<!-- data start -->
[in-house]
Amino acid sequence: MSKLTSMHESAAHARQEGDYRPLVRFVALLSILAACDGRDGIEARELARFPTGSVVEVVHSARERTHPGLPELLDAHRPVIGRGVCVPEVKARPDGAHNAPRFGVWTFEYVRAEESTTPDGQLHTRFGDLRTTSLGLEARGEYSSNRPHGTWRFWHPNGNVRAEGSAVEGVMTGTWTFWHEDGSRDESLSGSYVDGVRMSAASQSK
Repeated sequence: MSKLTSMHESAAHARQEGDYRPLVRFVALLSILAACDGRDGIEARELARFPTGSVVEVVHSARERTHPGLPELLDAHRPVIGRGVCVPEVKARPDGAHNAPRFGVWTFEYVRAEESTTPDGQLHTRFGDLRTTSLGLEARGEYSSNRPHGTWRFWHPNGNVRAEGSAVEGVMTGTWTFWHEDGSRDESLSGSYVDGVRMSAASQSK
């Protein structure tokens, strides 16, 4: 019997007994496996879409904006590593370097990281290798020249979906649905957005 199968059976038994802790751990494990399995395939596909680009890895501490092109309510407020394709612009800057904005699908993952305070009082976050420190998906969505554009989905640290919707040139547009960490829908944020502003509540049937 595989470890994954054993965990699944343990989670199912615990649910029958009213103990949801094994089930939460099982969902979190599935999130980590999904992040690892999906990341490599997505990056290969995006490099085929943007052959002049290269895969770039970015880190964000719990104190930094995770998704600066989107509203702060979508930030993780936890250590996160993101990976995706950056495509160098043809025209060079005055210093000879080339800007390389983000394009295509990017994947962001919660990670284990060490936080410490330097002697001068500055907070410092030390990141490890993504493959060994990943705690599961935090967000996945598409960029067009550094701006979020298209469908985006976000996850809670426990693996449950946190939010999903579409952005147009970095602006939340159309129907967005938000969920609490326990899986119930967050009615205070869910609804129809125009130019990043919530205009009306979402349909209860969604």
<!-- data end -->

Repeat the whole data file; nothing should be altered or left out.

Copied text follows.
[in-house]
Amino acid sequence: MSKLTSMHESAAHARQEGDYRPLVRFVALLSILAACDGRDGIEARELARFPTGSVVEVVHSARERTHPGLPELLDAHRPVIGRGVCVPEVKARPDGAHNAPRFGVWTFEYVRAEESTTPDGQLHTRFGDLRTTSLGLEARGEYSSNRPHGTWRFWHPNGNVRAEGSAVEGVMTGTWTFWHEDGSRDESLSGSYVDGVRMSAASQSK
Repeated sequence: MSKLTSMHESAAHARQEGDYRPLVRFVALLSILAACDGRDGIEARELARFPTGSVVEVVHSARERTHPGLPELLDAHRPVIGRGVCVPEVKARPDGAHNAPRFGVWTFEYVRAEESTTPDGQLHTRFGDLRTTSLGLEARGEYSSNRPHGTWRFWHPNGNVRAEGSAVEGVMTGTWTFWHEDGSRDESLSGSYVDGVRMSAASQSK
């Protein structure tokens, strides 16, 4: 019997007994496996879409904006590593370097990281290798020249979906649905957005 199968059976038994802790751990494990399995395939596909680009890895501490092109309510407020394709612009800057904005699908993952305070009082976050420190998906969505554009989905640290919707040139547009960490829908944020502003509540049937 595989470890994954054993965990699944343990989670199912615990649910029958009213103990949801094994089930939460099982969902979190599935999130980590999904992040690892999906990341490599997505990056290969995006490099085929943007052959002049290269895969770039970015880190964000719990104190930094995770998704600066989107509203702060979508930030993780936890250590996160993101990976995706950056495509160098043809025209060079005055210093000879080339800007390389983000394009295509990017994947962001919660990670284990060490936080410490330097002697001068500055907070410092030390990141490890993504493959060994990943705690599961935090967000996945598409960029067009550094701006979020298209469908985006976000996850809670426990693996449950946190939010999903579409952005147009970095602006939340159309129907967005938000969920609490326990899986119930967050009615205070869910609804129809125009130019990043919530205009009306979402349909209860969604």